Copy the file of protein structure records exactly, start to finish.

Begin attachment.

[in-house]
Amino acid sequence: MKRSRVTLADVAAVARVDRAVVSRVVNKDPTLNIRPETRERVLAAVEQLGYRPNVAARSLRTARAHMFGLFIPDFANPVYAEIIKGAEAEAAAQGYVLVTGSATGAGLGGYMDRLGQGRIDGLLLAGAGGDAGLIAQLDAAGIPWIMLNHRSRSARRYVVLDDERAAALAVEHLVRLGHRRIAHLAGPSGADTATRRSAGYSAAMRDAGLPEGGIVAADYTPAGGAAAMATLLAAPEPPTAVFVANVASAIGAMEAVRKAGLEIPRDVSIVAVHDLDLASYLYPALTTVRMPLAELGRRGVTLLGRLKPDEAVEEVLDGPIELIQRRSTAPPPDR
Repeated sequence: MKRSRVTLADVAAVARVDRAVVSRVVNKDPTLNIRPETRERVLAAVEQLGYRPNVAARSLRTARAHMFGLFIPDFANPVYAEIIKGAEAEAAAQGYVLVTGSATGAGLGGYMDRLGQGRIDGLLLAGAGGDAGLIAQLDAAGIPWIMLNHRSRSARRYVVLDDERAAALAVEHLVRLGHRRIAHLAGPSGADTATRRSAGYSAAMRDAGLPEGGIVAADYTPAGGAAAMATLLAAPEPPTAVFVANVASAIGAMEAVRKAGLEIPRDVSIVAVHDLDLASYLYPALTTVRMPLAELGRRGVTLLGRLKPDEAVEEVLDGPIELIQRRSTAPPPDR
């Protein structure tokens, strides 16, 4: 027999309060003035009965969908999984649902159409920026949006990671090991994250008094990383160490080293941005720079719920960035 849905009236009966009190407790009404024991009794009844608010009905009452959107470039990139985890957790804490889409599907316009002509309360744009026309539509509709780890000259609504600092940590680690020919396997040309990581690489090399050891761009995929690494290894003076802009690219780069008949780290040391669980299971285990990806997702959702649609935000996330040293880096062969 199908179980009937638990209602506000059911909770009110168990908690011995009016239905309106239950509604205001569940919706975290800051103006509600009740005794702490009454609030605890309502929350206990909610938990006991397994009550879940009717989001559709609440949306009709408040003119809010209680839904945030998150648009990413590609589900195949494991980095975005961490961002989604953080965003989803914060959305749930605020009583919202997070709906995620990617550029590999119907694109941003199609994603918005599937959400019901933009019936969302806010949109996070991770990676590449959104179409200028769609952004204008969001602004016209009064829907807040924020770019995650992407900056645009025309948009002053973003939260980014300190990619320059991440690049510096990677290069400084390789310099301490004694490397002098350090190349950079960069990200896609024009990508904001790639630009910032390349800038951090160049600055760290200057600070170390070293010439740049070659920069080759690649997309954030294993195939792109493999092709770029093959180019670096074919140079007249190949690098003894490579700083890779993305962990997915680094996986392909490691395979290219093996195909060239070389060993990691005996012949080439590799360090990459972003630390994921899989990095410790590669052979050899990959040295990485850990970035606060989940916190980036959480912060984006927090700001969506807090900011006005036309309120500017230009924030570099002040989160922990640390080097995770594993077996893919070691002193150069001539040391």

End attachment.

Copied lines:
[in-house]
Amino acid sequence: MKRSRVTLADVAAVARVDRAVVSRVVNKDPTLNIRPETRERVLAAVEQLGYRPNVAARSLRTARAHMFGLFIPDFANPVYAEIIKGAEAEAAAQGYVLVTGSATGAGLGGYMDRLGQGRIDGLLLAGAGGDAGLIAQLDAAGIPWIMLNHRSRSARRYVVLDDERAAALAVEHLVRLGHRRIAHLAGPSGADTATRRSAGYSAAMRDAGLPEGGIVAADYTPAGGAAAMATLLAAPEPPTAVFVANVASAIGAMEAVRKAGLEIPRDVSIVAVHDLDLASYLYPALTTVRMPLAELGRRGVTLLGRLKPDEAVEEVLDGPIELIQRRSTAPPPDR
Repeated sequence: MKRSRVTLADVAAVARVDRAVVSRVVNKDPTLNIRPETRERVLAAVEQLGYRPNVAARSLRTARAHMFGLFIPDFANPVYAEIIKGAEAEAAAQGYVLVTGSATGAGLGGYMDRLGQGRIDGLLLAGAGGDAGLIAQLDAAGIPWIMLNHRSRSARRYVVLDDERAAALAVEHLVRLGHRRIAHLAGPSGADTATRRSAGYSAAMRDAGLPEGGIVAADYTPAGGAAAMATLLAAPEPPTAVFVANVASAIGAMEAVRKAGLEIPRDVSIVAVHDLDLASYLYPALTTVRMPLAELGRRGVTLLGRLKPDEAVEEVLDGPIELIQRRSTAPPPDR
């Protein structure tokens, strides 16, 4: 027999309060003035009965969908999984649902159409920026949006990671090991994250008094990383160490080293941005720079719920960035 849905009236009966009190407790009404024991009794009844608010009905009452959107470039990139985890957790804490889409599907316009002509309360744009026309539509509709780890000259609504600092940590680690020919396997040309990581690489090399050891761009995929690494290894003076802009690219780069008949780290040391669980299971285990990806997702959702649609935000996330040293880096062969 199908179980009937638990209602506000059911909770009110168990908690011995009016239905309106239950509604205001569940919706975290800051103006509600009740005794702490009454609030605890309502929350206990909610938990006991397994009550879940009717989001559709609440949306009709408040003119809010209680839904945030998150648009990413590609589900195949494991980095975005961490961002989604953080965003989803914060959305749930605020009583919202997070709906995620990617550029590999119907694109941003199609994603918005599937959400019901933009019936969302806010949109996070991770990676590449959104179409200028769609952004204008969001602004016209009064829907807040924020770019995650992407900056645009025309948009002053973003939260980014300190990619320059991440690049510096990677290069400084390789310099301490004694490397002098350090190349950079960069990200896609024009990508904001790639630009910032390349800038951090160049600055760290200057600070170390070293010439740049070659920069080759690649997309954030294993195939792109493999092709770029093959180019670096074919140079007249190949690098003894490579700083890779993305962990997915680094996986392909490691395979290219093996195909060239070389060993990691005996012949080439590799360090990459972003630390994921899989990095410790590669052979050899990959040295990485850990970035606060989940916190980036959480912060984006927090700001969506807090900011006005036309309120500017230009924030570099002040989160922990640390080097995770594993077996893919070691002193150069001539040391």